May
17

Hal Steinbrenner confirms contract talks with Cano’s new agent

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Via Ken Davidoff: Hal Steinbrenner confirmed the Yankees have had some talks with Robinson Cano‘s new agent about a contract extension. The team’s 30-year-old second baseman fired Scott Boras and hired CAA Sports/Roc Nation last month. It’s unclear if a new offer has been made.

“We’ve had several conversations with Brodie (Van Wagenen), the new agent, just as we did with Scott (Boras) … A lot of it’s procedural. I keep saying, it’s not a process we’ll be reading about in the paper every day. If anything significant happens, everybody’s going to know, but we’re going to continue in the weeks to come to work though things and try to come to an agreement,” said Hal. The teams hopes to sign Cano before he hits free agency after the end of the year.

Categories : Asides, Hot Stove League
  • mike

    That makes sense for the Yanks – even if they overpay, they will have additional cost-certainty with their team next year, allowing them to determine the true savings by hitting $189 without having to wonder about the open market, and thus giving them a foundation from which to determine how aggressive they will be in re-signing their own players, or pursuing others.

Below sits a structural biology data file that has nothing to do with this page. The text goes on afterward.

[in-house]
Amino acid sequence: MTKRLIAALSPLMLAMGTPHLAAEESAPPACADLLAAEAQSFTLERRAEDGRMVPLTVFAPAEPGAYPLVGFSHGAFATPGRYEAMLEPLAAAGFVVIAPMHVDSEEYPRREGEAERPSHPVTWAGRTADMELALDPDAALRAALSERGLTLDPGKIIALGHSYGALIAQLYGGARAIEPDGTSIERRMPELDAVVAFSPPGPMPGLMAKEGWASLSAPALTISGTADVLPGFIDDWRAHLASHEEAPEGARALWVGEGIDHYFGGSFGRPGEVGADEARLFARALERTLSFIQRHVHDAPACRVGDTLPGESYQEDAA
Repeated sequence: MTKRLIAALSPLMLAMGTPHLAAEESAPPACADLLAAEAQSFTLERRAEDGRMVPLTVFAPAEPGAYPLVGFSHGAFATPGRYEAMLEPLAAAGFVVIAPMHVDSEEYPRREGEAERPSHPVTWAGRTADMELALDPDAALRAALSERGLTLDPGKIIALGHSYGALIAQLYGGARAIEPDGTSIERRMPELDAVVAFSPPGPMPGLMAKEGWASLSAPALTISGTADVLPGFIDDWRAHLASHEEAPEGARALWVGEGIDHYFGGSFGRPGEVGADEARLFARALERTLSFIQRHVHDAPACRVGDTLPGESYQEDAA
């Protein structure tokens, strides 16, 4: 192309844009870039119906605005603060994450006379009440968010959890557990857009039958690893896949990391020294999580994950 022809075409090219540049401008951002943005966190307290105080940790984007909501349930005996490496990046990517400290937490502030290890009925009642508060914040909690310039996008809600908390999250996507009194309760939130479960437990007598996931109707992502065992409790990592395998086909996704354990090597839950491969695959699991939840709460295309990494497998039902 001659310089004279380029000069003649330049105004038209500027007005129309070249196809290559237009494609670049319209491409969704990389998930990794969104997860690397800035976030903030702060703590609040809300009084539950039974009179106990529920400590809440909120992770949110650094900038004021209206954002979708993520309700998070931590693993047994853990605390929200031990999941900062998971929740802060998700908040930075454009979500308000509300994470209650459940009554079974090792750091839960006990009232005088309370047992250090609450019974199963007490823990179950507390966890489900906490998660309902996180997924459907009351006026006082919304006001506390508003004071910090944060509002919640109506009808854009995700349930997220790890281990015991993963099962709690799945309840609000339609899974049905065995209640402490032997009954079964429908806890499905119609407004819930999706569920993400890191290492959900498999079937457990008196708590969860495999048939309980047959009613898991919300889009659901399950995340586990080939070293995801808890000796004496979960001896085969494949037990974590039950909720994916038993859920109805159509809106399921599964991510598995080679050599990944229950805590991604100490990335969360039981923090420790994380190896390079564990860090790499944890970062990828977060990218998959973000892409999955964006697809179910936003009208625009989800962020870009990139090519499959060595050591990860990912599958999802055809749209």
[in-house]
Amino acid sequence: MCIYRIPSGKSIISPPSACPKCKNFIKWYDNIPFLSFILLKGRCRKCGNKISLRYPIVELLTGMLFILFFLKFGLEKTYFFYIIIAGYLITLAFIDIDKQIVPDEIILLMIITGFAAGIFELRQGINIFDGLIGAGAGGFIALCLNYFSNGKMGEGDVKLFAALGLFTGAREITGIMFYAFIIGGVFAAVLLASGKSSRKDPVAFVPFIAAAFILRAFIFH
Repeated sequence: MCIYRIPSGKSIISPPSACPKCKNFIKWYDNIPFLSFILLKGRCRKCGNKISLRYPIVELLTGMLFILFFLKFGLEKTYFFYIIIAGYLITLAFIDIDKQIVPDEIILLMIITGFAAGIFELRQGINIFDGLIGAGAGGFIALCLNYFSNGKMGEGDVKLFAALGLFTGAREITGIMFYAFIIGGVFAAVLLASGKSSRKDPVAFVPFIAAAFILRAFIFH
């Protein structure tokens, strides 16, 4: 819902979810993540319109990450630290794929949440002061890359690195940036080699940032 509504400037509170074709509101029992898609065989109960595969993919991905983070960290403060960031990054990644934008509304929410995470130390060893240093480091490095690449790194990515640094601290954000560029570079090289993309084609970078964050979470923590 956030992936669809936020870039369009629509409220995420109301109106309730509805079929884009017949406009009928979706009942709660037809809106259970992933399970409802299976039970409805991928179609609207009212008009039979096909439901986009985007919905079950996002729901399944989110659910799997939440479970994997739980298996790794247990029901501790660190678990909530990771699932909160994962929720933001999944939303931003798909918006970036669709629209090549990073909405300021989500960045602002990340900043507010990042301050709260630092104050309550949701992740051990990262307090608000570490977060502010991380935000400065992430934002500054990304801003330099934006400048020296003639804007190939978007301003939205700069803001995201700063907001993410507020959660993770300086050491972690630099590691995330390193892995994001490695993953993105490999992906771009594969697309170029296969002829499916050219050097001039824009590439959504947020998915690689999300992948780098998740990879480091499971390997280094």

• trr

      and overpay we will, yet what other choice have we?

      • http://www.riveraveblues.com Mike Axisa

        Walking away and not saddling the team with another albatross.

        • Bubba

          That would suck but might be the wiser choice.

          • mike

            its only wiser to let him walk if there is a better alternative – and since we don’t know how the Yanks are planning on running the business, its impossible to know what their calculus will be with Cano and others.

            • Bubba

              The better alternative is not getting stuck with another albatross. The track record for long-term contracts is pretty poor. Jeter and A-Rod the 1st seemed to work out okay, but for every contract like those you got a handful of Tex, Zito, A-Rod part deux contracts.

              It would suck seeing Robbie in a different uniform but if it’s an eight year contract there is a better than average chance that fans would be happy they are not stuck with years 6-8.

              You are correct that we don’t know how the Yanks plan on running the business but we can infer by past actions and statements that they will approach it with some semblance of fiscal responsibility.

        • trr

          that would take balls of steel, Mike, and I don’t think the F/O has ‘em

    • Vern Sneaker

      It’s not just the $$ he’s going to get, it’s the diminished player we’re going to be running out there after the contract’s third or fourth year while the club’s financial hands are tied for important acquisitions. We already may be seeing the very early signs of deterioration (production vs. LH pitching). Can we make the playoffs in 2014-on without him? I have trouble believing we can’t.